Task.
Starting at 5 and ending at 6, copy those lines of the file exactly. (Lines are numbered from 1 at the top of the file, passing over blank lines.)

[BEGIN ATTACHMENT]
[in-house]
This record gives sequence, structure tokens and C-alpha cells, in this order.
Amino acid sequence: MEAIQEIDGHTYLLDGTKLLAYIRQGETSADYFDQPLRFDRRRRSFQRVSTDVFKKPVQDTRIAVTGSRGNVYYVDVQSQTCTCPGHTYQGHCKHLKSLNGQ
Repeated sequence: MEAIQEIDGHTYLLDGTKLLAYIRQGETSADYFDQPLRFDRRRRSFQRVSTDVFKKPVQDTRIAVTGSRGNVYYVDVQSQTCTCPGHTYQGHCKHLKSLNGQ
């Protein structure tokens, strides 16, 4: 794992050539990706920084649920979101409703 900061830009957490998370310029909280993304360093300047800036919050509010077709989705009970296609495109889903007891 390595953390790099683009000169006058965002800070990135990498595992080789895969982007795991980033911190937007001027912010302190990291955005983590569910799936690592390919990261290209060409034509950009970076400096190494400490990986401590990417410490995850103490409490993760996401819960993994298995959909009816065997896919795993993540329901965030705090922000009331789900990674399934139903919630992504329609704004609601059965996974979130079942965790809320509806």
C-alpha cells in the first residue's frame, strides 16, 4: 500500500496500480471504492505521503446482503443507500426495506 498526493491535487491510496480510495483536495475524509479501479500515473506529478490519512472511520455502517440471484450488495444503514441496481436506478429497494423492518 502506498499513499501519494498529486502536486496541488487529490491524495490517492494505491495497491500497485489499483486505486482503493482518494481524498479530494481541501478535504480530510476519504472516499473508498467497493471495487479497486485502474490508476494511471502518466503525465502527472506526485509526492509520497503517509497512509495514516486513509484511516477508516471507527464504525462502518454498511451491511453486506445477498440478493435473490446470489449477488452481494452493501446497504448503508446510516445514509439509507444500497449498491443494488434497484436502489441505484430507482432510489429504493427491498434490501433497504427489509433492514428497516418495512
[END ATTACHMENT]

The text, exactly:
């Protein structure tokens, strides 16, 4: 794992050539990706920084649920979101409703 900061830009957490998370310029909280993304360093300047800036919050509010077709989705009970296609495109889903007891 390595953390790099683009000169006058965002800070990135990498595992080789895969982007795991980033911190937007001027912010302190990291955005983590569910799936690592390919990261290209060409034509950009970076400096190494400490990986401590990417410490995850103490409490993760996401819960993994298995959909009816065997896919795993993540329901965030705090922000009331789900990674399934139903919630992504329609704004609601059965996974979130079942965790809320509806």
C-alpha cells in the first residue's frame, strides 16, 4: 500500500496500480471504492505521503446482503443507500426495506 498526493491535487491510496480510495483536495475524509479501479500515473506529478490519512472511520455502517440471484450488495444503514441496481436506478429497494423492518 502506498499513499501519494498529486502536486496541488487529490491524495490517492494505491495497491500497485489499483486505486482503493482518494481524498479530494481541501478535504480530510476519504472516499473508498467497493471495487479497486485502474490508476494511471502518466503525465502527472506526485509526492509520497503517509497512509495514516486513509484511516477508516471507527464504525462502518454498511451491511453486506445477498440478493435473490446470489449477488452481494452493501446497504448503508446510516445514509439509507444500497449498491443494488434497484436502489441505484430507482432510489429504493427491498434490501433497504427489509433492514428497516418495512